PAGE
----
Today’s daf (Rosh Hashanah 16b) contains many profound theological teachings, including many associations with Parshat Vayera that we just read last Shabbat.Among these is a deceptively simple statement relating to the judgement and evaluation of Yishmael by God, where we are told that כִּי שָׁמַע אֱלֹהִים אֶל קוֹל הַנַּעַר בַּאֲשֶׁר הוּא שָׁם – “God has…

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Rosh Hashanah 15

We have previously learnt (Sukkah 35a) that one of the reasons why an Etrog is referred to with the word ‘Hadar’ (see Vayikra 23:40) – which can be translated as ‘that dwells’ – is because the Etrog can dwell and grow on its tree from one year to the next.The problem with this, as addressed…

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Rosh Hashanah 14

Today’s daf (Rosh Hashanah 14b) quotes an oft-cited Beraita – capturing a unique period in Jewish history where personal halachic choice was prioritised ahead of collective consensus – where we are informed that: ‘The law always follows Beit Hillel [when they are in dispute with Beit Shammai]. Someone who wishes to act in accordance with…

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Rosh Hashanah 13

In today’s daf (Rosh Hashanah 13a), as part of a broader discussion about the time it takes for fruit to ripen, reference is made to the phrase אֶרֶץ הַצְּבִי (Daniel 11:16), which though understood to mean ‘the cherished land [of Israel]’, literally translates as ‘the land of the deer’. And why is the Land of…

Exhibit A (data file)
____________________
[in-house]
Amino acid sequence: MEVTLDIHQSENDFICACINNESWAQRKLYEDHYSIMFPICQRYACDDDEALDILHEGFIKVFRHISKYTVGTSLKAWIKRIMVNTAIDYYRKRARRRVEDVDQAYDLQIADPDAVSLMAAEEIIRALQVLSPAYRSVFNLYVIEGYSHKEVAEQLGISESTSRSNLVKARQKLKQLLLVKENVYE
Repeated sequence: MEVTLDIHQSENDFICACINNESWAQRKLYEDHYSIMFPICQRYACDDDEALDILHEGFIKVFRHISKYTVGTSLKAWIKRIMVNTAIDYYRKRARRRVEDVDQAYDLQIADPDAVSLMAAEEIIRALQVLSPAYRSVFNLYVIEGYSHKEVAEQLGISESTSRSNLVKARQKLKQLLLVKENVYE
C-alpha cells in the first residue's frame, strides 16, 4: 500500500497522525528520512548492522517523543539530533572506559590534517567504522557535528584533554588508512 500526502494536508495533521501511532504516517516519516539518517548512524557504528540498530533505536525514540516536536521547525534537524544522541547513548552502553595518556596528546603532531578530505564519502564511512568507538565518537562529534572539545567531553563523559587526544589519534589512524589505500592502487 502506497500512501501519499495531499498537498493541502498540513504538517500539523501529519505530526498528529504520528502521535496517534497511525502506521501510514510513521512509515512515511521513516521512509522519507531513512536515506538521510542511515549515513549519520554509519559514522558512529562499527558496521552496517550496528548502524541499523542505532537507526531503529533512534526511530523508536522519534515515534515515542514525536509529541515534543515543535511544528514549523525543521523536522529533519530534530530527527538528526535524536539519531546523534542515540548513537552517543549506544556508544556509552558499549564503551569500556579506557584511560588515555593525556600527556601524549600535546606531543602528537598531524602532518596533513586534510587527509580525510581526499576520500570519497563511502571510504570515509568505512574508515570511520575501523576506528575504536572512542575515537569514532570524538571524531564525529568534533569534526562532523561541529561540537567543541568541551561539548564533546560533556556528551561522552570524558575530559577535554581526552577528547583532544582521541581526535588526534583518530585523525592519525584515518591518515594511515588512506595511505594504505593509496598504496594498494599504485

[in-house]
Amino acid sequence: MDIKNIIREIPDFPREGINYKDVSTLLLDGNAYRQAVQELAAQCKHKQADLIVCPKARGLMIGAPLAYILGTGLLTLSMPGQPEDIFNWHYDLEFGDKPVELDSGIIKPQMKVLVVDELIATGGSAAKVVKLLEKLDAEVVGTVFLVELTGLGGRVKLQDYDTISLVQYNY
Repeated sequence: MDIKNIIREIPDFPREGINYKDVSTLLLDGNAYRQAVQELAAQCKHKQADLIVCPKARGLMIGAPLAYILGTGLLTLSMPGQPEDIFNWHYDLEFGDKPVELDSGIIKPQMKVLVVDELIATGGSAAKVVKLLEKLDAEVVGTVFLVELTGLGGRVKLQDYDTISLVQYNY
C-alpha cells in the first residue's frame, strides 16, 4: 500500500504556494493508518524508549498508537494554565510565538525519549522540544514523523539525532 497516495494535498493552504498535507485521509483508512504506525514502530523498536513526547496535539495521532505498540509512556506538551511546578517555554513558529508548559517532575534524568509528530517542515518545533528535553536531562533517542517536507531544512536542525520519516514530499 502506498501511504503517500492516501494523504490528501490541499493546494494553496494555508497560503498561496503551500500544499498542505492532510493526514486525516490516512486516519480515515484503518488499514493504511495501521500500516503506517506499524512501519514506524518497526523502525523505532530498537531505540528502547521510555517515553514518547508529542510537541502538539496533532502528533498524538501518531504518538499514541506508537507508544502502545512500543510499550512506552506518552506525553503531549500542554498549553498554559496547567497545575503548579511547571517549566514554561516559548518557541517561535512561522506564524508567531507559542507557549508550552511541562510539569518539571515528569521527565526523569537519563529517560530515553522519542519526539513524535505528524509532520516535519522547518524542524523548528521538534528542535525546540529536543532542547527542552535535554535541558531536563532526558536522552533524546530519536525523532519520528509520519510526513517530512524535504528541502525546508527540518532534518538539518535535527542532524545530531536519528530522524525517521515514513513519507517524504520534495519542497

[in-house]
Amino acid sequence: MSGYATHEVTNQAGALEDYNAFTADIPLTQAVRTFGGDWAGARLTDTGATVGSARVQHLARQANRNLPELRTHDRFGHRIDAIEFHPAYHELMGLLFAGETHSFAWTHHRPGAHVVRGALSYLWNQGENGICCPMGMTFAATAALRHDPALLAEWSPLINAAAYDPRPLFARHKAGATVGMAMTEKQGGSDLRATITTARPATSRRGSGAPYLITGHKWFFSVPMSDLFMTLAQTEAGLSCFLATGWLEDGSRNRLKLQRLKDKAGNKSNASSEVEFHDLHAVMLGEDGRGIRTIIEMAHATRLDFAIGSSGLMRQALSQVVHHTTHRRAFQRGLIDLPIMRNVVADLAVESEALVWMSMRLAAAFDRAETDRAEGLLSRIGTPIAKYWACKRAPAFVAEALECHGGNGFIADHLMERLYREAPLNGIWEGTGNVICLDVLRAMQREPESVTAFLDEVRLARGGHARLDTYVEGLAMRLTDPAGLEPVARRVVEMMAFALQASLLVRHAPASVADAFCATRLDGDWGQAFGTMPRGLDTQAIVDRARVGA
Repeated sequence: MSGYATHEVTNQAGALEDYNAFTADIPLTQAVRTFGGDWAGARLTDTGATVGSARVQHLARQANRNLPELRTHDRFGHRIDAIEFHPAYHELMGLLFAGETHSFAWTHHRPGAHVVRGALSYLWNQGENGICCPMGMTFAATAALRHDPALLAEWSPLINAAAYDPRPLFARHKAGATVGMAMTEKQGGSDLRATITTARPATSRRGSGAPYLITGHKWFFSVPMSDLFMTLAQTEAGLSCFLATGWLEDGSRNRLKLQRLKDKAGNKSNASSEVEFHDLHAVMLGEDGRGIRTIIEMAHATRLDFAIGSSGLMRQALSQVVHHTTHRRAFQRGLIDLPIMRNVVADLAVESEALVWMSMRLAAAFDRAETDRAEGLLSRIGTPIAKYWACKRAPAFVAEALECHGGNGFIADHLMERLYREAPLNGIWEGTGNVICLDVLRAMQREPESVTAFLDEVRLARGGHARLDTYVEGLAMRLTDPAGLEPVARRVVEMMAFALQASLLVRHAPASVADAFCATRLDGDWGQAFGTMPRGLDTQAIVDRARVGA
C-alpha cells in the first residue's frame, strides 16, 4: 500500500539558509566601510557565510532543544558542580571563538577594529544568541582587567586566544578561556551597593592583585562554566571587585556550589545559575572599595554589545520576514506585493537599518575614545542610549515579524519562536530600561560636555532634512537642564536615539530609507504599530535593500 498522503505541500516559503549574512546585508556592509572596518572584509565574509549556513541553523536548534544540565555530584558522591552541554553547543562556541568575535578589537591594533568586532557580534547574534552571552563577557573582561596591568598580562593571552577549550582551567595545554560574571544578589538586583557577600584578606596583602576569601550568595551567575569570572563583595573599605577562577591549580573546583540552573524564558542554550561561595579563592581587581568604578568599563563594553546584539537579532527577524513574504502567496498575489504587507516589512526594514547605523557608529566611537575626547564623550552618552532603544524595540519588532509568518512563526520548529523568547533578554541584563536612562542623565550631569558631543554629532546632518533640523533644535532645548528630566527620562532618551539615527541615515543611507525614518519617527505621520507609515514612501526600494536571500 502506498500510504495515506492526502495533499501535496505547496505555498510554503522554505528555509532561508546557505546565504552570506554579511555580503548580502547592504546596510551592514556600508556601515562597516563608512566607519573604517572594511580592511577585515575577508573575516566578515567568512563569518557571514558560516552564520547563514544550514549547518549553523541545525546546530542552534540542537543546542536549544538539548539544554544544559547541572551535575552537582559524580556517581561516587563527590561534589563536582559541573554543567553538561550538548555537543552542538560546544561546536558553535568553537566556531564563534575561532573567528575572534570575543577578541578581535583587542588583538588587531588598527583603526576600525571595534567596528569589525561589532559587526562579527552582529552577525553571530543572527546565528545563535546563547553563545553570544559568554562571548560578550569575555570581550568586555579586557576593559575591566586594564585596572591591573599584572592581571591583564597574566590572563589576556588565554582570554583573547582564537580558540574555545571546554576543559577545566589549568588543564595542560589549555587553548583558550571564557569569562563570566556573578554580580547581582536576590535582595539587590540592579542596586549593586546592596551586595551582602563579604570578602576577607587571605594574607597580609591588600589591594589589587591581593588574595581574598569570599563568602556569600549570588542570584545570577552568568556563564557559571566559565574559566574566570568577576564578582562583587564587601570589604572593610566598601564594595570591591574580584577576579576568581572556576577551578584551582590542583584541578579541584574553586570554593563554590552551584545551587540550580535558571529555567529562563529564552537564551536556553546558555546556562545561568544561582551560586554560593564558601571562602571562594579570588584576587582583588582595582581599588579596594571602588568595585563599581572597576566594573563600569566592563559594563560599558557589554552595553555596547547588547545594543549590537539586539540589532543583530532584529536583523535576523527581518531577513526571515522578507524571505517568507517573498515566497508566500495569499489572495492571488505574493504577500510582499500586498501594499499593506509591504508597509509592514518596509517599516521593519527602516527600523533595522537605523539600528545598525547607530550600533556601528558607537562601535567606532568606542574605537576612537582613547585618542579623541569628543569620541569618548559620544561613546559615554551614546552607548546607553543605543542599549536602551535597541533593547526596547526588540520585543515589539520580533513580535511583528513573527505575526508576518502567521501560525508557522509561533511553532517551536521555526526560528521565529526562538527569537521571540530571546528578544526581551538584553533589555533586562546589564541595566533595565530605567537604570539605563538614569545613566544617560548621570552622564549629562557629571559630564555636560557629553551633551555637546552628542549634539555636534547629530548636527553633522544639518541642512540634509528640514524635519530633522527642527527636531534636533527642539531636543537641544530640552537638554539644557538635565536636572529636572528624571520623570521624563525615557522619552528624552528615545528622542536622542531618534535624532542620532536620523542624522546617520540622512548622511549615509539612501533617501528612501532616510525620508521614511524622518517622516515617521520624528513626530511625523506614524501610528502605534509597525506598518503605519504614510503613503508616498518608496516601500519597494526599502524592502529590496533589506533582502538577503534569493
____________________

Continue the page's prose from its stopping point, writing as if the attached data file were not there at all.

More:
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Rosh Hashanah 12

Almost every year, at some point on January 1st, we read of a similar story highlighting one of the most fascinating aspects of time which describes how, at some point and in some place around the world in the prior 24 hours, twins were born – with one born just before midnight on December 31st…

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Rosh Hashanah 11

Every Friday night, as part of the Kiddush, we recite the words of Bereishit 2:1-3 which begins with the phrase: וַיְכֻלּוּ הַשָּׁמַיִם וְהָאָרֶץ וְכָל צְבָאָם – ‘And the heaven, and the earth, and all theצְבָאָם were completed.’ Of course, we know that שָּׁמַיִם means ‘heaven’, and that אָרֶץ means ‘earth’, but what does the word…

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Rosh Hashanah 10